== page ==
The early days of the Illinois Traction System were so profitable, they attracted investors like Clement Studebaker of the South Bend automobile family and Chicago utilities giant Samuel Insull. By 1926, these two powerful businessmen essentially owned the Illinois Traction System.

Why was a Central Illinois electric railroad so attractive to big money people like Studebaker and Insull?

It was very profitable and it ran many routes not covered by the steam locomotive system. The route from Peoria to St. Louis was, for years, pretty much a domain of the Illinois Traction System. Better yet, these electric trains carried freight and that really enhanced profits. In areas where the Illinois Traction System did compete with steam railroads, it made arrangements to pick up freight and promoted its passenger service so successfully many potential rail passenger preferred the electric smoothness of this flourishing interurban.

In the 1920s, The Illinois Traction System was thriving, and its many routes offered service all over Central and Southern Illinois, carrying factory workers to plants in Decatur and Peoria and providing weekend excursions to Homer Lake on a branch from Ogden that ran from 1904 to 1929. Its freight cars carried coal, grain and later petroleum, and the profits were exceptional.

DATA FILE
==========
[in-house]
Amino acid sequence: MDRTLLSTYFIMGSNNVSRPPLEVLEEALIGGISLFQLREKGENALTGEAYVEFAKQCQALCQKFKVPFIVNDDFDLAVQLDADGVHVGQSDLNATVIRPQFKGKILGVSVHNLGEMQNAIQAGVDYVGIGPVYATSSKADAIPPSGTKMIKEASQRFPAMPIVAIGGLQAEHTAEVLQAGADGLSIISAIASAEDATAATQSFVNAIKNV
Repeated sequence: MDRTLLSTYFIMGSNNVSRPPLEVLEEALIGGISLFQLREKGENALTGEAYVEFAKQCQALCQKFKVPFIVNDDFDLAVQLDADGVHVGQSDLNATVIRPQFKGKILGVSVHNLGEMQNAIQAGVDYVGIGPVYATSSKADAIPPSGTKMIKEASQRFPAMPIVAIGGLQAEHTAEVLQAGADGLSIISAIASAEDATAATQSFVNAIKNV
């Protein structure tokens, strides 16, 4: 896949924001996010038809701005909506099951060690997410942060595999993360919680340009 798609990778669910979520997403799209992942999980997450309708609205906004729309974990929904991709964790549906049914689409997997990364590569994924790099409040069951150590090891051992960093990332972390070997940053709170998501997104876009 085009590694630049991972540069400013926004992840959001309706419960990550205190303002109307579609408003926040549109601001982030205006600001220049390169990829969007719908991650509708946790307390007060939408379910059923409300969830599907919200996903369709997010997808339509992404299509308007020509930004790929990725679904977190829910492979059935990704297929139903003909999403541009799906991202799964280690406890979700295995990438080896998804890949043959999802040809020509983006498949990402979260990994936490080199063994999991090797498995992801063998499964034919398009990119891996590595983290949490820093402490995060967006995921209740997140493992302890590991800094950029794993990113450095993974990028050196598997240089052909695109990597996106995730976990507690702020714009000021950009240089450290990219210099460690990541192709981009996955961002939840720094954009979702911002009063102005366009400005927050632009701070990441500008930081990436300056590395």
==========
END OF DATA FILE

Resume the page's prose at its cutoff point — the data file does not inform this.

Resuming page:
The next two decades would see a very different pattern from the steady growth of the 1920s. Starting with the Depression in 1929, many shorter and less profitable routes were cut. Investments were made to pump up the volume of the very profitable freight traffic by constructing bypasses around those city street car lines that so often served the railroad, including in Urbana and Champaign. It also gave up many city streetcar lines it owned, cut its formal ownership connection with The Illinois Power Company, and reorganized in 1937 under the name of the Illinois Terminal Railroad. Those moves enabled the newly minted Illinois Terminal Railroad to limp through the Depression.

The 1940s were a very different story. As the economy began to improve so did the profit margins of the Illinois Terminal Railroad. World War II provided boom years bringing factory workers to their jobs, especially from Decatur and Springfield to the ordinance plants in Illiopolis. Fifty-six additional coaches were purchased during the Second World War and by 1945, The Illinois Terminal Railroad was carrying 8.6 million passengers a year. The future looked promising and large investments were made in new rolling stock for both the freight and passenger divisions.